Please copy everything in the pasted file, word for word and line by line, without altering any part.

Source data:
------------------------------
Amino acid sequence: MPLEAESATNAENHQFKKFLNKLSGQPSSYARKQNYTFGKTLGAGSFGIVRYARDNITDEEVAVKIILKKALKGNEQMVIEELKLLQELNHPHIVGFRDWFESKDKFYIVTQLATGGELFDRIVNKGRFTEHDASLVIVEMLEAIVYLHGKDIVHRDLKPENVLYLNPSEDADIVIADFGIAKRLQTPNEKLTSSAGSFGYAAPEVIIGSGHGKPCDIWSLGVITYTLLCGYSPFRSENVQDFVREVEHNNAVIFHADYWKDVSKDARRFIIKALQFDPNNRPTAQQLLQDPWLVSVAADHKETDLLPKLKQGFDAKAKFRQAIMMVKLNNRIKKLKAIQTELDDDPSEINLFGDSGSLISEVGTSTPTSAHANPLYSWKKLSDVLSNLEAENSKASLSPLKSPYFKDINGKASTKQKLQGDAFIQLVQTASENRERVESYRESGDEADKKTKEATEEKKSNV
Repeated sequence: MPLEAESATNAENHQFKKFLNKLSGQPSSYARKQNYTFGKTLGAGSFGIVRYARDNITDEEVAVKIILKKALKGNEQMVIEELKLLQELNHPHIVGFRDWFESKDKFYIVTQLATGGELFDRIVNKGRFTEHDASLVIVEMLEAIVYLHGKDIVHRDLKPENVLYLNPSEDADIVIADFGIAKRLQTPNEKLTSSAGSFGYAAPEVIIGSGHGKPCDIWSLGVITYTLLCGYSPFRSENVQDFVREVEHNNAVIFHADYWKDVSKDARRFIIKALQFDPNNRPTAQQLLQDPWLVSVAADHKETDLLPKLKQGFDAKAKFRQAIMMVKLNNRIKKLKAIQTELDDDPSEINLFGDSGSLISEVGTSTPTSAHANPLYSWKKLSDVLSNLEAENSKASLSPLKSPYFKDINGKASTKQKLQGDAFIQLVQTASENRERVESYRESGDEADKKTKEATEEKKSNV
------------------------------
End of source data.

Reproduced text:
Amino acid sequence: MPLEAESATNAENHQFKKFLNKLSGQPSSYARKQNYTFGKTLGAGSFGIVRYARDNITDEEVAVKIILKKALKGNEQMVIEELKLLQELNHPHIVGFRDWFESKDKFYIVTQLATGGELFDRIVNKGRFTEHDASLVIVEMLEAIVYLHGKDIVHRDLKPENVLYLNPSEDADIVIADFGIAKRLQTPNEKLTSSAGSFGYAAPEVIIGSGHGKPCDIWSLGVITYTLLCGYSPFRSENVQDFVREVEHNNAVIFHADYWKDVSKDARRFIIKALQFDPNNRPTAQQLLQDPWLVSVAADHKETDLLPKLKQGFDAKAKFRQAIMMVKLNNRIKKLKAIQTELDDDPSEINLFGDSGSLISEVGTSTPTSAHANPLYSWKKLSDVLSNLEAENSKASLSPLKSPYFKDINGKASTKQKLQGDAFIQLVQTASENRERVESYRESGDEADKKTKEATEEKKSNV
Repeated sequence: MPLEAESATNAENHQFKKFLNKLSGQPSSYARKQNYTFGKTLGAGSFGIVRYARDNITDEEVAVKIILKKALKGNEQMVIEELKLLQELNHPHIVGFRDWFESKDKFYIVTQLATGGELFDRIVNKGRFTEHDASLVIVEMLEAIVYLHGKDIVHRDLKPENVLYLNPSEDADIVIADFGIAKRLQTPNEKLTSSAGSFGYAAPEVIIGSGHGKPCDIWSLGVITYTLLCGYSPFRSENVQDFVREVEHNNAVIFHADYWKDVSKDARRFIIKALQFDPNNRPTAQQLLQDPWLVSVAADHKETDLLPKLKQGFDAKAKFRQAIMMVKLNNRIKKLKAIQTELDDDPSEINLFGDSGSLISEVGTSTPTSAHANPLYSWKKLSDVLSNLEAENSKASLSPLKSPYFKDINGKASTKQKLQGDAFIQLVQTASENRERVESYRESGDEADKKTKEATEEKKSNV